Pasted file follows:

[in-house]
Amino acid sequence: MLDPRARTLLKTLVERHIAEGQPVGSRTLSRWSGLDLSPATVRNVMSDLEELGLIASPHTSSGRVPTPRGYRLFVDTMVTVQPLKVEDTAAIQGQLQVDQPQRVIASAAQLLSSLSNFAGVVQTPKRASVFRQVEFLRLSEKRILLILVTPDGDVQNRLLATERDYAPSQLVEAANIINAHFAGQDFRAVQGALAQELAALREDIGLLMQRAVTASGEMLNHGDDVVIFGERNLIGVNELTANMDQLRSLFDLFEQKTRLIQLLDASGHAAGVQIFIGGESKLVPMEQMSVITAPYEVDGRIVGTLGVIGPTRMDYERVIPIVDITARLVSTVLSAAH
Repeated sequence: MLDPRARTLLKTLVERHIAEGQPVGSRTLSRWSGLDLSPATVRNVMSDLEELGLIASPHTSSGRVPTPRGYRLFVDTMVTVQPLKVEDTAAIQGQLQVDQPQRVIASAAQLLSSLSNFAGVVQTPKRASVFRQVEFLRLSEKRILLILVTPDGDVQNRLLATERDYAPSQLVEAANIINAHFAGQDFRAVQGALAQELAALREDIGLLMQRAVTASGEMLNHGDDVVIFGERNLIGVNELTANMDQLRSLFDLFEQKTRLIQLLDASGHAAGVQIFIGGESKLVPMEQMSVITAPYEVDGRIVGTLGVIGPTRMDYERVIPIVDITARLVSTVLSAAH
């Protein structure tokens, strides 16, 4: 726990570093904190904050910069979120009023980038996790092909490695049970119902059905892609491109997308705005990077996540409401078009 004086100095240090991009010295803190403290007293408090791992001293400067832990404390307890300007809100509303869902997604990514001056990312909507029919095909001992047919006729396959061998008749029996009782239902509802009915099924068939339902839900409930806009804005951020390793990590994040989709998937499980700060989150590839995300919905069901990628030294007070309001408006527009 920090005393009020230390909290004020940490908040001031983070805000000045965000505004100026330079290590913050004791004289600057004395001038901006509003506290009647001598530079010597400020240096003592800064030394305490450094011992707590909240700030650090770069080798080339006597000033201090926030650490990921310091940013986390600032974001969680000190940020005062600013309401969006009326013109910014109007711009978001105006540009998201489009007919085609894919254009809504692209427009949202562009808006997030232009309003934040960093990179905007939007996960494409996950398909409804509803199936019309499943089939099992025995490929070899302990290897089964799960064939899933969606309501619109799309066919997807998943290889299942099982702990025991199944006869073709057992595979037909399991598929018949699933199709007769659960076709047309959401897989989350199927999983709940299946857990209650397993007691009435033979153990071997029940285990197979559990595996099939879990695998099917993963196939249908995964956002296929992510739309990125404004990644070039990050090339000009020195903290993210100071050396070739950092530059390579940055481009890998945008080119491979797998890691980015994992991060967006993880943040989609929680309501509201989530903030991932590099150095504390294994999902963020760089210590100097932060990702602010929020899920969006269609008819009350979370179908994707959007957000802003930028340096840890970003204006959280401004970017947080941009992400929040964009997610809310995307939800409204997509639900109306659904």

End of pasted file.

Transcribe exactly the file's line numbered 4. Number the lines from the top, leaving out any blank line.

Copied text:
């Protein structure tokens, strides 16, 4: 726990570093904190904050910069979120009023980038996790092909490695049970119902059905892609491109997308705005990077996540409401078009 004086100095240090991009010295803190403290007293408090791992001293400067832990404390307890300007809100509303869902997604990514001056990312909507029919095909001992047919006729396959061998008749029996009782239902509802009915099924068939339902839900409930806009804005951020390793990590994040989709998937499980700060989150590839995300919905069901990628030294007070309001408006527009 920090005393009020230390909290004020940490908040001031983070805000000045965000505004100026330079290590913050004791004289600057004395001038901006509003506290009647001598530079010597400020240096003592800064030394305490450094011992707590909240700030650090770069080798080339006597000033201090926030650490990921310091940013986390600032974001969680000190940020005062600013309401969006009326013109910014109007711009978001105006540009998201489009007919085609894919254009809504692209427009949202562009808006997030232009309003934040960093990179905007939007996960494409996950398909409804509803199936019309499943089939099992025995490929070899302990290897089964799960064939899933969606309501619109799309066919997807998943290889299942099982702990025991199944006869073709057992595979037909399991598929018949699933199709007769659960076709047309959401897989989350199927999983709940299946857990209650397993007691009435033979153990071997029940285990197979559990595996099939879990695998099917993963196939249908995964956002296929992510739309990125404004990644070039990050090339000009020195903290993210100071050396070739950092530059390579940055481009890998945008080119491979797998890691980015994992991060967006993880943040989609929680309501509201989530903030991932590099150095504390294994999902963020760089210590100097932060990702602010929020899920969006269609008819009350979370179908994707959007957000802003930028340096840890970003204006959280401004970017947080941009992400929040964009997610809310995307939800409204997509639900109306659904």